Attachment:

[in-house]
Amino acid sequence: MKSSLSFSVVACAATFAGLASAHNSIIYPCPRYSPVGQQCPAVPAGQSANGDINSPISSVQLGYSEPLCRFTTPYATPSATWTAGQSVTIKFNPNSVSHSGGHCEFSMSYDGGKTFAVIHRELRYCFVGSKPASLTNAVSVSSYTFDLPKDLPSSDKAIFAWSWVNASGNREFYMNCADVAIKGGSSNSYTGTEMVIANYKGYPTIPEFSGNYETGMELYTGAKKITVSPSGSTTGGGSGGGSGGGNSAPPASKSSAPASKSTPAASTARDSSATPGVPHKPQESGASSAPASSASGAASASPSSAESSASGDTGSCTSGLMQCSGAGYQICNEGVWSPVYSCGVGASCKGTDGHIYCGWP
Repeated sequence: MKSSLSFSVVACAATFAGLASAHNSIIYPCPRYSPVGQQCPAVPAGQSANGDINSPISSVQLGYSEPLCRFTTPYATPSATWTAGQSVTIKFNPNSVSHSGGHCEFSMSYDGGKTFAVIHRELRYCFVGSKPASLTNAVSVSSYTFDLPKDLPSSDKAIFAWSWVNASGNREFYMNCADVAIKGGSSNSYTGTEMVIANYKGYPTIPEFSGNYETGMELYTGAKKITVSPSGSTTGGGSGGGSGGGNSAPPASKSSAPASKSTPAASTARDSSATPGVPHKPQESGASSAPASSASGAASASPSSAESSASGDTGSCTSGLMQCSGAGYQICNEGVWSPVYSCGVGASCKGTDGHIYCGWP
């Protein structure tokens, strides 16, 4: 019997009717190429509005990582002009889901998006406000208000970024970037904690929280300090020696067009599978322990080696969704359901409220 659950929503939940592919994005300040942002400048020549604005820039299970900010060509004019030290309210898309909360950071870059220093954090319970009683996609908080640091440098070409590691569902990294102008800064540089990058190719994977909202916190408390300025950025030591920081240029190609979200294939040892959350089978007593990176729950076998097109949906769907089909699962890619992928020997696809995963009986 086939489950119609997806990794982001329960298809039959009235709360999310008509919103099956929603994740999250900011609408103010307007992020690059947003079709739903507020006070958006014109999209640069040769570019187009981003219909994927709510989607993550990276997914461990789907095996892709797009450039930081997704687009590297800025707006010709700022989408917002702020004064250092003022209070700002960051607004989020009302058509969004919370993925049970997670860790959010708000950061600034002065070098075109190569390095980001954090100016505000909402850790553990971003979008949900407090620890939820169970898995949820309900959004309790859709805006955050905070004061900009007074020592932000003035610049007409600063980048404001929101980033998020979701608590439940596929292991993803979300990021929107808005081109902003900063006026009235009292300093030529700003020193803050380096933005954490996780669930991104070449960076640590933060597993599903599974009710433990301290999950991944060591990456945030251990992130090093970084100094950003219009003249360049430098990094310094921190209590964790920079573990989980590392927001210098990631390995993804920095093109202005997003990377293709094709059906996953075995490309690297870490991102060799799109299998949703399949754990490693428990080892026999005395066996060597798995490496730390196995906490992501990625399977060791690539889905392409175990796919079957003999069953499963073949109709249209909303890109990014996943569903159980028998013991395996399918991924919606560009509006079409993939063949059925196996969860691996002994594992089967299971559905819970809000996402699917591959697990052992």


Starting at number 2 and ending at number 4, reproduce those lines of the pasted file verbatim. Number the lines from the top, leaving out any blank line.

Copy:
Amino acid sequence: MKSSLSFSVVACAATFAGLASAHNSIIYPCPRYSPVGQQCPAVPAGQSANGDINSPISSVQLGYSEPLCRFTTPYATPSATWTAGQSVTIKFNPNSVSHSGGHCEFSMSYDGGKTFAVIHRELRYCFVGSKPASLTNAVSVSSYTFDLPKDLPSSDKAIFAWSWVNASGNREFYMNCADVAIKGGSSNSYTGTEMVIANYKGYPTIPEFSGNYETGMELYTGAKKITVSPSGSTTGGGSGGGSGGGNSAPPASKSSAPASKSTPAASTARDSSATPGVPHKPQESGASSAPASSASGAASASPSSAESSASGDTGSCTSGLMQCSGAGYQICNEGVWSPVYSCGVGASCKGTDGHIYCGWP
Repeated sequence: MKSSLSFSVVACAATFAGLASAHNSIIYPCPRYSPVGQQCPAVPAGQSANGDINSPISSVQLGYSEPLCRFTTPYATPSATWTAGQSVTIKFNPNSVSHSGGHCEFSMSYDGGKTFAVIHRELRYCFVGSKPASLTNAVSVSSYTFDLPKDLPSSDKAIFAWSWVNASGNREFYMNCADVAIKGGSSNSYTGTEMVIANYKGYPTIPEFSGNYETGMELYTGAKKITVSPSGSTTGGGSGGGSGGGNSAPPASKSSAPASKSTPAASTARDSSATPGVPHKPQESGASSAPASSASGAASASPSSAESSASGDTGSCTSGLMQCSGAGYQICNEGVWSPVYSCGVGASCKGTDGHIYCGWP
């Protein structure tokens, strides 16, 4: 019997009717190429509005990582002009889901998006406000208000970024970037904690929280300090020696067009599978322990080696969704359901409220 659950929503939940592919994005300040942002400048020549604005820039299970900010060509004019030290309210898309909360950071870059220093954090319970009683996609908080640091440098070409590691569902990294102008800064540089990058190719994977909202916190408390300025950025030591920081240029190609979200294939040892959350089978007593990176729950076998097109949906769907089909699962890619992928020997696809995963009986 086939489950119609997806990794982001329960298809039959009235709360999310008509919103099956929603994740999250900011609408103010307007992020690059947003079709739903507020006070958006014109999209640069040769570019187009981003219909994927709510989607993550990276997914461990789907095996892709797009450039930081997704687009590297800025707006010709700022989408917002702020004064250092003022209070700002960051607004989020009302058509969004919370993925049970997670860790959010708000950061600034002065070098075109190569390095980001954090100016505000909402850790553990971003979008949900407090620890939820169970898995949820309900959004309790859709805006955050905070004061900009007074020592932000003035610049007409600063980048404001929101980033998020979701608590439940596929292991993803979300990021929107808005081109902003900063006026009235009292300093030529700003020193803050380096933005954490996780669930991104070449960076640590933060597993599903599974009710433990301290999950991944060591990456945030251990992130090093970084100094950003219009003249360049430098990094310094921190209590964790920079573990989980590392927001210098990631390995993804920095093109202005997003990377293709094709059906996953075995490309690297870490991102060799799109299998949703399949754990490693428990080892026999005395066996060597798995490496730390196995906490992501990625399977060791690539889905392409175990796919079957003999069953499963073949109709249209909303890109990014996943569903159980028998013991395996399918991924919606560009509006079409993939063949059925196996969860691996002994594992089967299971559905819970809000996402699917591959697990052992």